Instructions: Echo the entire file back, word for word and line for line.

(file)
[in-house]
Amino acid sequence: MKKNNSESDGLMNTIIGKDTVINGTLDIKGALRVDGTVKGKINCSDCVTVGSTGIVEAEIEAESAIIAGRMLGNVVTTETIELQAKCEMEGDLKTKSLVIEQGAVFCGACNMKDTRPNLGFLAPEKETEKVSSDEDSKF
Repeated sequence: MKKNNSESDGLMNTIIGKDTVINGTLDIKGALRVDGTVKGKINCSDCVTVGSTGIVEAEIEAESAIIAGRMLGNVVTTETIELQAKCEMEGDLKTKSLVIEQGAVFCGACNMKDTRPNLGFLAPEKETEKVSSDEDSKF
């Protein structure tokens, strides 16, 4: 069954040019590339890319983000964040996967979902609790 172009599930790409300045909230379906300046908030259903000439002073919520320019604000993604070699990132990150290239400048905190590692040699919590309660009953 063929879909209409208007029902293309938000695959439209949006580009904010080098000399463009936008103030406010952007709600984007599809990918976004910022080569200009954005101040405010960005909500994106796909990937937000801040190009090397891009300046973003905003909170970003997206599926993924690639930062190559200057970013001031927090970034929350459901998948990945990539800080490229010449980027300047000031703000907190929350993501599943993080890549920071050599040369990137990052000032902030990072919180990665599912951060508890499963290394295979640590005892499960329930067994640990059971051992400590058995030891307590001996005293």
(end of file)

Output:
[in-house]
Amino acid sequence: MKKNNSESDGLMNTIIGKDTVINGTLDIKGALRVDGTVKGKINCSDCVTVGSTGIVEAEIEAESAIIAGRMLGNVVTTETIELQAKCEMEGDLKTKSLVIEQGAVFCGACNMKDTRPNLGFLAPEKETEKVSSDEDSKF
Repeated sequence: MKKNNSESDGLMNTIIGKDTVINGTLDIKGALRVDGTVKGKINCSDCVTVGSTGIVEAEIEAESAIIAGRMLGNVVTTETIELQAKCEMEGDLKTKSLVIEQGAVFCGACNMKDTRPNLGFLAPEKETEKVSSDEDSKF
């Protein structure tokens, strides 16, 4: 069954040019590339890319983000964040996967979902609790 172009599930790409300045909230379906300046908030259903000439002073919520320019604000993604070699990132990150290239400048905190590692040699919590309660009953 063929879909209409208007029902293309938000695959439209949006580009904010080098000399463009936008103030406010952007709600984007599809990918976004910022080569200009954005101040405010960005909500994106796909990937937000801040190009090397891009300046973003905003909170970003997206599926993924690639930062190559200057970013001031927090970034929350459901998948990945990539800080490229010449980027300047000031703000907190929350993501599943993080890549920071050599040369990137990052000032902030990072919180990665599912951060508890499963290394295979640590005892499960329930067994640990059971051992400590058995030891307590001996005293």